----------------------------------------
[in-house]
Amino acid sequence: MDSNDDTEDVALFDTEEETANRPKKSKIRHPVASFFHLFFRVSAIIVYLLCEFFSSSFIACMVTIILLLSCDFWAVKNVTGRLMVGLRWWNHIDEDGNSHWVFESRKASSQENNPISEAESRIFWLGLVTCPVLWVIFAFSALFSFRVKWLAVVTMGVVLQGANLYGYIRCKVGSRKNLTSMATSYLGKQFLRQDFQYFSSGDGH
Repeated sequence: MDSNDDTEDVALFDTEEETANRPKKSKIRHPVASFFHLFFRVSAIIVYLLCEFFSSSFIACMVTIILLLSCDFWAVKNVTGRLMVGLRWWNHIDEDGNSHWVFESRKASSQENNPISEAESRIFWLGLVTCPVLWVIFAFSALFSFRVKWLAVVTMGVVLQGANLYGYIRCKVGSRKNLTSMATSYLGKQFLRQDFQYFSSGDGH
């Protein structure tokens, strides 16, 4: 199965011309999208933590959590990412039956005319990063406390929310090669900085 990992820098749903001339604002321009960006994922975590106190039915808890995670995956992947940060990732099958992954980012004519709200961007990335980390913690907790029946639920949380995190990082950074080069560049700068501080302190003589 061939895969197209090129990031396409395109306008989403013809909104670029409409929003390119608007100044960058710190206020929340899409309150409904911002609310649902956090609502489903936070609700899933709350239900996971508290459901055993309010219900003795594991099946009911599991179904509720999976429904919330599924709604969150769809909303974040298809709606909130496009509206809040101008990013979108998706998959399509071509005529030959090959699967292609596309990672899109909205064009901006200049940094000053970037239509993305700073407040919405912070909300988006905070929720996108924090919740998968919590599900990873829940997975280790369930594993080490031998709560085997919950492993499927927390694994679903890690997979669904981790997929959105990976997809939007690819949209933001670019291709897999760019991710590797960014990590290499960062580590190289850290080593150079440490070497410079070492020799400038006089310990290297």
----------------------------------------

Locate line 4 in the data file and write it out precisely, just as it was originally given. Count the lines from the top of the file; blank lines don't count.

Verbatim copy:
């Protein structure tokens, strides 16, 4: 199965011309999208933590959590990412039956005319990063406390929310090669900085 990992820098749903001339604002321009960006994922975590106190039915808890995670995956992947940060990732099958992954980012004519709200961007990335980390913690907790029946639920949380995190990082950074080069560049700068501080302190003589 061939895969197209090129990031396409395109306008989403013809909104670029409409929003390119608007100044960058710190206020929340899409309150409904911002609310649902956090609502489903936070609700899933709350239900996971508290459901055993309010219900003795594991099946009911599991179904509720999976429904919330599924709604969150769809909303974040298809709606909130496009509206809040101008990013979108998706998959399509071509005529030959090959699967292609596309990672899109909205064009901006200049940094000053970037239509993305700073407040919405912070909300988006905070929720996108924090919740998968919590599900990873829940997975280790369930594993080490031998709560085997919950492993499927927390694994679903890690997979669904981790997929959105990976997809939007690819949209933001670019291709897999760019991710590797960014990590290499960062580590190289850290080593150079440490070497410079070492020799400038006089310990290297």